The man responsible for Australia's fuel stocks believes drone attacks on Saudi Arabian oilfields have not caused an immediate threat to local supplies.
The drone strikes are expected to strip at least five per cent from global oil supplies, with some analysts predicting wholesale barrel prices could increase by 50 per cent.
But Energy Minister Angus Taylor didn't want to weigh in on potential pain for Australians at the petrol bowser.
"I'm not in the business of forecasting oil prices and the government isn't," he told reporters on Monday.
He said the International Energy Agency had a regime to ensure countries from around the world contribute to global supplies.
"We are told by the IEA that there is no immediate threat to Australia's fuel supplies and there are ample commercial stocks globally," Mr Taylor said.
"This is a global issue and it will impact globally, not just locally."
The minister expects production to come back "reasonably quickly".
"We have good stocks around the world, and so the impact will be minimal," he told ABC's AM.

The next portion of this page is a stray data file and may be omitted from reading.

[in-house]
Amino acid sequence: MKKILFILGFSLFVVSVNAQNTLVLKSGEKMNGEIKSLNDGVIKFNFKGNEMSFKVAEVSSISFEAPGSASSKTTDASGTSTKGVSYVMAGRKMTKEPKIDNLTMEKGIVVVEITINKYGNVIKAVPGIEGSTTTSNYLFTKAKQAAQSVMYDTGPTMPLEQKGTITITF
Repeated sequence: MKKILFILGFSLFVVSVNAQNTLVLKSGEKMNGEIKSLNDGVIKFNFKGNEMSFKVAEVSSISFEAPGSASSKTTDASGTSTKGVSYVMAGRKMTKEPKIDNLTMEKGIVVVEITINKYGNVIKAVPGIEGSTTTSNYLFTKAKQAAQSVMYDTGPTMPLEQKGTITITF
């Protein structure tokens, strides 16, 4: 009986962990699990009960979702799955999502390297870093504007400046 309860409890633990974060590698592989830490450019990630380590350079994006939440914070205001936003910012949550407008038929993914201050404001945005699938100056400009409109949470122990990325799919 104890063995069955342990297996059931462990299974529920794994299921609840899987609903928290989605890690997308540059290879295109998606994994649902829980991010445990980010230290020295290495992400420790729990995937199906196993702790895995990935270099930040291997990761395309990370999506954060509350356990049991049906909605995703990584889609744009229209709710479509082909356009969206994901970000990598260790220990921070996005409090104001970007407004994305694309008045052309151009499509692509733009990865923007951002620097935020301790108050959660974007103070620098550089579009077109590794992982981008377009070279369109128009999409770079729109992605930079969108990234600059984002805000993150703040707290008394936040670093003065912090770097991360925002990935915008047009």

The United States has accused Iran of orchestrating Saturday's strikes on Saudi oil plants, but Tehran has denied responsibility.
As the incident threatens to escalate into a military conflict, Opposition Leader Anthony Albanese said the Morrison government must keep an eye on its reserve fuel stocks.
"We've raised previously our concern about fuel security. That was one of the reasons for the shipping policy that we raised prior to the electoral loss, it was about fuel security," he told reporters in Canberra.
"This is an issue for Australia and the government needs to deal with it."
Mr Taylor expects oil production to bounce back to normal quickly, keeping price disruption to a minimum.
Even still, shadow treasurer Jim Chalmers described the air strikes in Saudi Arabia as "incredibly concerning".
"When you consider that alongside other issues in the Strait of Hormuz, other issues in the global economy, those issues are concerning," he told reporters in Canberra.
"But our challenges in the Australian economy are still primarily home-grown."
Australian Associated Press